GREEN BAY, Wis. — Getting
Aaron Rodgers back after a sick day wasn't enough to keep
Packers coach Mike McCarthy from being in a somewhat sour mood.
His quarterback looked just fine Wednesday after sitting out a
practice due to illness. The team as whole? Not so much.
"Today was the final practice to get ready for the Seahawks,"
McCarthy said, referring to Green Bay's preseason opponent
Friday night. "We were in pads today for a reason. We didn't
take full advantage of the opportunity to get ready to play."
To the untrained eye, practice appeared as if it went relatively
smoothly. Rodgers, the 2011 NFL Most Valuable Player, delighted
training camp fans by hitting nets from at least 20 yards away
during accuracy drills. Working against mainly against the
second-string defense, Rodgers looked sharp during a red-zone
drill with four straight touchdown strikes, including a
laser-like pass to tight end Jake Stoneburner.
Before the ring of reporters around his locker could ask a
question, Rodgers declared "I'm fine." The head cold that kept
him out Tuesday apparently wasn't an issue any more.
McCarthy concurred before disclosing more pressing issues.
"I thought Aaron Rodgers looked fine. I thought practice in
general ... I thought we started off the way it needed to be; I
need to get a look at the video," McCarthy said. "I wasn't very
happy with the way we practiced once we got to the 'move the
ball' periods, so as far as individual performance, I'm a little
jaded right now."
He didn't name names. But rest assured, the Packers will hear
about whatever's bothering the head coach.
"I didn't see any of that, so I'm not sure what you're talking
about," Rodgers said when asked if he had a sense of what was
Defensive tackle B.J. Raji wasn't sure, either.
"Coach has a different vantage point than I do. I'm generally
more worried about my position, my assignments and my side of
the ball. Coach obviously has a broader perspective. He has a
certain tempo he's looking for," Raji said. "If he wasn't happy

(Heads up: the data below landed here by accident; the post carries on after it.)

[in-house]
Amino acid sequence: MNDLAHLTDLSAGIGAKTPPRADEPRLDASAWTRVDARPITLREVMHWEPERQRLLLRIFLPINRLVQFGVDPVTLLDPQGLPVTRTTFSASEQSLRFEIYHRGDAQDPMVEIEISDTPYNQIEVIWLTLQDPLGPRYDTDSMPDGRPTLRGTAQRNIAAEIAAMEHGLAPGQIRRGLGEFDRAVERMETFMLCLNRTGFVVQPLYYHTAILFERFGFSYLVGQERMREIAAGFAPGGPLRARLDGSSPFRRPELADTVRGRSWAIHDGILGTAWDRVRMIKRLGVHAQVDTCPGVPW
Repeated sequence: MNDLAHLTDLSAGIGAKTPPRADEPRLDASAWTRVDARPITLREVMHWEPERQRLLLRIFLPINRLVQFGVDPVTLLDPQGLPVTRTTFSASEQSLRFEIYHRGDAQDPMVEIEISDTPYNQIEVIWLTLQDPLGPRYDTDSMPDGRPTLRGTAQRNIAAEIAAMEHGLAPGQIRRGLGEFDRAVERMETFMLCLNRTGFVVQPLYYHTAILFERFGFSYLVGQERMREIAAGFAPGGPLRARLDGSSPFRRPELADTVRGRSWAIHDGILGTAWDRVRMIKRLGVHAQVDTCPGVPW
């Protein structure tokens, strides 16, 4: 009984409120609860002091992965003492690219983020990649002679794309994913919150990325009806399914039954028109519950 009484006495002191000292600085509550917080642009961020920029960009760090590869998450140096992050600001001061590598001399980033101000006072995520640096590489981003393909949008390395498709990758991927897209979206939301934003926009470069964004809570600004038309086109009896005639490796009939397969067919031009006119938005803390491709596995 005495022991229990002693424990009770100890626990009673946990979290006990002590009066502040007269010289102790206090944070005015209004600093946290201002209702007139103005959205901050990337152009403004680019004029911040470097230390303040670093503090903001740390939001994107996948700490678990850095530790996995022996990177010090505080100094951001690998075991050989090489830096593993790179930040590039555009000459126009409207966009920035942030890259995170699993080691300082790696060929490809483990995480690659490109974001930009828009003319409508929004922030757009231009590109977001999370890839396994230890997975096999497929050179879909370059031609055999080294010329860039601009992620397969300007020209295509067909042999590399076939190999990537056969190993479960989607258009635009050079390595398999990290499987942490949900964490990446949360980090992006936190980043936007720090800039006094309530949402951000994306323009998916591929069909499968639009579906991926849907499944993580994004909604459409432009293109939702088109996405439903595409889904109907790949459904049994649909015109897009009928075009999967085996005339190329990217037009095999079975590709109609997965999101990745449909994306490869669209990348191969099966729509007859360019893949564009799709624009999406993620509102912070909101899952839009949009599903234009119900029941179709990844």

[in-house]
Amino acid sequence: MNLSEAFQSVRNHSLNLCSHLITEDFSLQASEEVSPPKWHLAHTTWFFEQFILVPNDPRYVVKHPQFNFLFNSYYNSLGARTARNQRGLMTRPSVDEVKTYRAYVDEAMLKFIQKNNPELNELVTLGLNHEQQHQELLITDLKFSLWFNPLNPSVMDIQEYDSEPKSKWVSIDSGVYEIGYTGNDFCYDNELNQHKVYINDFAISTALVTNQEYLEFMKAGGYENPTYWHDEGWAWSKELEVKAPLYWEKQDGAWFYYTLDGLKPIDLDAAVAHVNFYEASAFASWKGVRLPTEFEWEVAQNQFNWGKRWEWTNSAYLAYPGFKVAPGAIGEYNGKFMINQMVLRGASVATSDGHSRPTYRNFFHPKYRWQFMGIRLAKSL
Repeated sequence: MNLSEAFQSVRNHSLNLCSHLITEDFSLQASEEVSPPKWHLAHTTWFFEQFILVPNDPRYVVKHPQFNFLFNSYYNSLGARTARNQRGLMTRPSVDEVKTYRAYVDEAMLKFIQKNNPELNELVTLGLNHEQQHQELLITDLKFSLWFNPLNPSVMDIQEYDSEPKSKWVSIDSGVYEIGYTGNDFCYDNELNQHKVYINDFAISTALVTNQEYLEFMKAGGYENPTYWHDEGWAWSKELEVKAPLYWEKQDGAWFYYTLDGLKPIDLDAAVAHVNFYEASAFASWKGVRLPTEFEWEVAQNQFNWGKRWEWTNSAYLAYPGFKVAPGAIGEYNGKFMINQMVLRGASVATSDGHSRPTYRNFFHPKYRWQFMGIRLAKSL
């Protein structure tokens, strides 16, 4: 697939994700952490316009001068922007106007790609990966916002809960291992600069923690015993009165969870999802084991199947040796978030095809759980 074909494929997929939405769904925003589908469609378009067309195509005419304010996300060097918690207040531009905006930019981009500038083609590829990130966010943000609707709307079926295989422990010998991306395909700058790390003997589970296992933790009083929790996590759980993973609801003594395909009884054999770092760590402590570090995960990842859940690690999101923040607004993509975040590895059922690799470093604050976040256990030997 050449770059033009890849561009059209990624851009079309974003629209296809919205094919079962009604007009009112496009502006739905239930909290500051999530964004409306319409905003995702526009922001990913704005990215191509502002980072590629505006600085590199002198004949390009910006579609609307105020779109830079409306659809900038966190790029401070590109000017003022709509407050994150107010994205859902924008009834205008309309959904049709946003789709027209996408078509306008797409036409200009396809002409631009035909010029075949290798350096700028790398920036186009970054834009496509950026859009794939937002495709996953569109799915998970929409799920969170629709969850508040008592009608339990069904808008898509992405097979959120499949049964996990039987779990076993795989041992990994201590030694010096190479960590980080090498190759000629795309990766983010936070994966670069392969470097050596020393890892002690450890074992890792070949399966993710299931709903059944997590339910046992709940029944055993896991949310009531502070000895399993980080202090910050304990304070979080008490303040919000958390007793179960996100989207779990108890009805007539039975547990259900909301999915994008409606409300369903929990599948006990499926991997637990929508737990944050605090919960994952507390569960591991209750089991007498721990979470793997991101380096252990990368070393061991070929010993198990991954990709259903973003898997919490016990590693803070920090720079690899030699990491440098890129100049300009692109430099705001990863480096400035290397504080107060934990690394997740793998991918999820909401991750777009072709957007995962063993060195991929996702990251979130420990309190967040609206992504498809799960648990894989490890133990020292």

with it, then it wasn't good enough."
There was some positive news with receiver Randall Cobb
returning to practice on a limited basis after being bothered by
a biceps injury. McCarthy said there was a chance Cobb could go
Running back DuJuan Harris looks like he'll make his preseason
debut Friday after being sidelined by a knee injury. Harris
seemed to be practicing at full speed, looking good making cuts
around the edge on a couple of handoffs. Harris may need a
strong showing against the Seahawks to stave off rookie Eddie
Lacy, who made his impressive debut last week against the Rams
with 40 yards on eight carries in the first half.
To McCarthy, it's all about players getting the opportunities to
make statements. With training camp nearing an end, those
opportunities are getting fewer — so perhaps that's part of the
reason the head coach wasn't satisfied Wednesday.
But Harris was one of the players he singled out for good play.
"He practiced the way you're supposed to. I would say he was one
of the guys that went about it the right way," McCarthy said.
"So we'll see what the medical people say, but yeah, definitely
I'd like to get him out there and get him going."
McCarthy said he also feels good about receiver Jordy Nelson's
progress from a minor knee procedure that's kept him off the
practice field. Nelson, who has been walking around and throwing
footballs at times with fellow receivers, hopes to return for
the season opener Sept. 8 at San Francisco.
First-round pick and defensive end Datone Jones did limp off
after apparently hurting his left ankle, which he injured
earlier in the preseason.
Rodgers is a savvy veteran, the longest tenured Packer, in fact,
with nine years in Green Bay. Whether or not he gets any more
meaningful action in preseason games after Friday, Rodgers knows
As a veteran player, "you want to make sure that you're making
the plays that are there on the field and thinking the right
kind of things and getting out of the game healthy," he said,
"and realizing that the regular season is just around the